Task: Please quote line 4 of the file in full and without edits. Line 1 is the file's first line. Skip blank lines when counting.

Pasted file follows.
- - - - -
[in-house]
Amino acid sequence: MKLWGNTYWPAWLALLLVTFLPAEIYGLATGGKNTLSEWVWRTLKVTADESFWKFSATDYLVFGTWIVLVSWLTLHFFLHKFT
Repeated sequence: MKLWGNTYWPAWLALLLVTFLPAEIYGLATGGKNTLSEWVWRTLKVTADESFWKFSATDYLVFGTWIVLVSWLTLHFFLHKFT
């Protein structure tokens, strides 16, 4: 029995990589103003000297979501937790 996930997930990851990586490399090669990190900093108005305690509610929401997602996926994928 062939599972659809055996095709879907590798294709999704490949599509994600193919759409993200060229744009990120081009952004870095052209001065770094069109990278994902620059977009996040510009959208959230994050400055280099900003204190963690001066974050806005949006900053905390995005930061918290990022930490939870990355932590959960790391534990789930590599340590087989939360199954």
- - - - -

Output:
């Protein structure tokens, strides 16, 4: 029995990589103003000297979501937790 996930997930990851990586490399090669990190900093108005305690509610929401997602996926994928 062939599972659809055996095709879907590798294709999704490949599509994600193919759409993200060229744009990120081009952004870095052209001065770094069109990278994902620059977009996040510009959208959230994050400055280099900003204190963690001066974050806005949006900053905390995005930061918290990022930490939870990355932590959960790391534990789930590599340590087989939360199954």